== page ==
Mother Nature looks unlikely to play ball for a pair of launch attempts out of the Space Coast on Friday evening, with particularly strong storms anticipated offshore tonight. A triple-barreled Falcon Heavy—already scrubbed two days in a row, thanks to continuing poor weather—is now set to rise from historic Pad 39A at Florida’s Kennedy Space Center (KSC) no earlier than 7:26 p.m. EDT Friday, but may be preceded at 5:12 p.m. EDT by a “single-stick” Falcon 9 from neighboring Space Launch Complex (SLC)-40 at Cape Canaveral Space Force Station, to wrap up an impressive seven-flight month for SpaceX.
Following yesterday’s successful launch of a 13-times-used Falcon 9 into the fog at Vandenberg Space Force Base, Calif., hopes seemed favorable that the second Falcon Heavy of the year might fly during a 57-minute “window”, opening at 7:26 p.m. EDT Thursday. Laden with the first of three 13,000-pound (6,000-kilogram) ViaSat-3 ultra-high-capacity broadband satellites, flying for Carlsbad, Calif.-headquartered ViaSat, Inc., and co-manifested with a pair of smaller payloads for Indonesia’s Pasifik Satelit Nusantara (PSN) and San Francisco, Calif.-based Astranis Corp., the mission is targeting almost direct insertion into Geostationary Earth Orbit (GEO), aiming for a drop-off point of the satellites just 700 miles (1,100 kilometers) shy of their intended orbital spot.
And that requires this to be the first Heavy to intentionally expend all three of its boosters: the brand-new B1068 center core and a pair of previously flown side-boosters, tail-numbered B1052 and B1053, which have already logged nine prior missions between them. Hopes of flying this mission on Wednesday evening were called off due to poor weather at the Cape, but the 45th Weather Squadron initially pointed to a possibility of better conditions—perhaps up to 60-percent-favorable—for a backup attempt on Thursday.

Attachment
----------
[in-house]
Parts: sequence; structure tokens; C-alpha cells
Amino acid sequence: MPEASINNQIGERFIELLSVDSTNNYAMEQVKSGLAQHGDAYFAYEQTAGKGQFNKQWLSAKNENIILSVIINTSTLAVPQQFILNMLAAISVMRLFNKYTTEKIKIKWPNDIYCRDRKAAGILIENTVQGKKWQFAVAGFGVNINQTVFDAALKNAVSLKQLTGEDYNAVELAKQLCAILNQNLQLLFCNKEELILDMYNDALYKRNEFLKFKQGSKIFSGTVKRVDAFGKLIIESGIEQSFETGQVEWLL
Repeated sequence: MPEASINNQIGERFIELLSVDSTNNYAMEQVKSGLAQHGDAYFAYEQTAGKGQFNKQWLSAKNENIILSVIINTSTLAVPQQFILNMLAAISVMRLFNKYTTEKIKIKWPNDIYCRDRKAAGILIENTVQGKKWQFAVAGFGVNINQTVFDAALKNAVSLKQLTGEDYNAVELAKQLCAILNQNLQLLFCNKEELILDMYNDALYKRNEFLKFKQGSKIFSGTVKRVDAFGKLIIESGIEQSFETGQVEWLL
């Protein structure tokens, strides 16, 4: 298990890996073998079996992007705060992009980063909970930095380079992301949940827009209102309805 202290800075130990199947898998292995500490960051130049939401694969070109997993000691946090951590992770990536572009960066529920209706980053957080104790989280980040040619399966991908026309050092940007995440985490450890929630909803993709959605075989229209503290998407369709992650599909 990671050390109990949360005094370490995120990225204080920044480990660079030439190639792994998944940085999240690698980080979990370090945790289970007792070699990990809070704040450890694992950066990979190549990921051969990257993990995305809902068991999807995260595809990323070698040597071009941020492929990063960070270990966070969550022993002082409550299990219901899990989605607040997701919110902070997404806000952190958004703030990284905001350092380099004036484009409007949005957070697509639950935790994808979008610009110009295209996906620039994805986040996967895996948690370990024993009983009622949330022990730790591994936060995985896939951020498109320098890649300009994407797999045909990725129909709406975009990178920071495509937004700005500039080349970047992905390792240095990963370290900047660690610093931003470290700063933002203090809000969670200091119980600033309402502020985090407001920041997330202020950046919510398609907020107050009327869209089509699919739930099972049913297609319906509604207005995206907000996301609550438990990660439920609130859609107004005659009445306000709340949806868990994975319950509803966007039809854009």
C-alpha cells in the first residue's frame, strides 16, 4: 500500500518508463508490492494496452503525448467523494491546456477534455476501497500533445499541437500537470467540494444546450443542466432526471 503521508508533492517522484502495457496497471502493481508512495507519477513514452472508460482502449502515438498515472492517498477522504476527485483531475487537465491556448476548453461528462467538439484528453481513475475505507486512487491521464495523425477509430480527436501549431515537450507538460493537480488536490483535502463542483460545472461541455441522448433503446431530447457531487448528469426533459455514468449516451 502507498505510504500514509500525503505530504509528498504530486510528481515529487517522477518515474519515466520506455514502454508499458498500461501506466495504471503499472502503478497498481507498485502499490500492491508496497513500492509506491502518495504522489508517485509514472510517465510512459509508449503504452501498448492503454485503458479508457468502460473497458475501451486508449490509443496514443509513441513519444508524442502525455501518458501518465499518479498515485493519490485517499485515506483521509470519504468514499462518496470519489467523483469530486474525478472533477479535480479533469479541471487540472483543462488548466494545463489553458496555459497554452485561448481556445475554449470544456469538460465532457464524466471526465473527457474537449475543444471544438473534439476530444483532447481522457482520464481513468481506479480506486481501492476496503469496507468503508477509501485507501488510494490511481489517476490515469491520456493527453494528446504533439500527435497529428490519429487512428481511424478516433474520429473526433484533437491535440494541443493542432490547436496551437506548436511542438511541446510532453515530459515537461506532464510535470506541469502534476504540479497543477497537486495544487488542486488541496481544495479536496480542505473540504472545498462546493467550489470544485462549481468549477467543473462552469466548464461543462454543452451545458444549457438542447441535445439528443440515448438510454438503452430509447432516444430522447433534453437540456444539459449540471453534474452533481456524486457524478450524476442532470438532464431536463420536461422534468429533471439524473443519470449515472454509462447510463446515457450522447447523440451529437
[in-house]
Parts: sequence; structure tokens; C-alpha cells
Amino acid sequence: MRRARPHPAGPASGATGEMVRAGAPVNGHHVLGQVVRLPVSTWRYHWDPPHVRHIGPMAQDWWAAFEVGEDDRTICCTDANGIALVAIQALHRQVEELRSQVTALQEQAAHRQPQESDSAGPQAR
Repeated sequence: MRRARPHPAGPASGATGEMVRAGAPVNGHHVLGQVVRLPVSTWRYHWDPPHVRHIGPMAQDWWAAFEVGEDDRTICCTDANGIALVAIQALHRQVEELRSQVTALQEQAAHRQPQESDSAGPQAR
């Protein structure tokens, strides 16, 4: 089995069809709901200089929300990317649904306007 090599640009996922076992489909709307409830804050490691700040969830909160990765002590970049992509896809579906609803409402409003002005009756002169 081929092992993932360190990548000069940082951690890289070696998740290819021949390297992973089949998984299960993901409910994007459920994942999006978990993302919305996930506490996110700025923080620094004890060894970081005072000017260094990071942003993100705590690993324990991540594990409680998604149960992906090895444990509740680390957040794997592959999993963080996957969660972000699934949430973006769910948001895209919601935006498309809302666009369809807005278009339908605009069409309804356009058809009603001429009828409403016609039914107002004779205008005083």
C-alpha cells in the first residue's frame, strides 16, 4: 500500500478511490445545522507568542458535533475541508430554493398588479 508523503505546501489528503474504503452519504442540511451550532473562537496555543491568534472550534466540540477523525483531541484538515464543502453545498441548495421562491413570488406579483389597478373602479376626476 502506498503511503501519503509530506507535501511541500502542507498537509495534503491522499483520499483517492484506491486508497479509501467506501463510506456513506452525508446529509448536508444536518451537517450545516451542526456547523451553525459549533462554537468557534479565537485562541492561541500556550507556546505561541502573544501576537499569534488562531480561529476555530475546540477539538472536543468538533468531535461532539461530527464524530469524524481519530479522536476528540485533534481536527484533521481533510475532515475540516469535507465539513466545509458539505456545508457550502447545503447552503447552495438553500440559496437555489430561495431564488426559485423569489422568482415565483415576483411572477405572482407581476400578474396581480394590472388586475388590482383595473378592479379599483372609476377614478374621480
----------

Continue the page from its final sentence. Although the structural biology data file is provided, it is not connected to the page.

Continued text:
That did not come to pass, with particularly strong storms offshore and an updated forecast of only 30-percent favorability for both Thursday and Friday evenings. As such, SpaceX initially aimed for the end of Thursday’s 57-minute window—at 8:26 p.m. EDT—before calling it a day and opting for a second back-to-back scrub.
As such, a game of rocket musical chairs may ensue, as another Falcon 9—B1078, last used to loft Dragon Endeavour and her Crew-6 team of astronauts and cosmonauts in early March—stands poised at the Cape’s storied SLC-40 to leapfrog the Heavy and loft the second of three planned batches of Boeing-built O3b mPOWER broadband satellites into a 5,000-mile-high (8,000-kilometer) Medium Earth Orbit (MEO). Its 88-minute window is set to open at 5:12 p.m. EDT, which, if both missions launch on time, should set a new record of only two hours and 17 minutes between a pair of flights, eclipsing the current four-hour record set last month.
Sadly, that seems a dwindling possibility, with the weather forecast predicted to be only 30-percent-favorable both for Friday and Saturday. “Friday will be another active day, as an area of low pressure tracking across the Mid-South pulls a frontal boundary into Florida,” noted the 45th in an update late Thursday.
“The boundary will bring activity moving from west to east towards the Spaceport by midday and continuing through the afternoon,” it cautioned. “Most activity may be just south or offshore of the Spaceport…but given current uncertainty would expect at least lingering debris clouds and anvils through the window.” This active weather picture, disappointingly, is expected to continue into Saturday.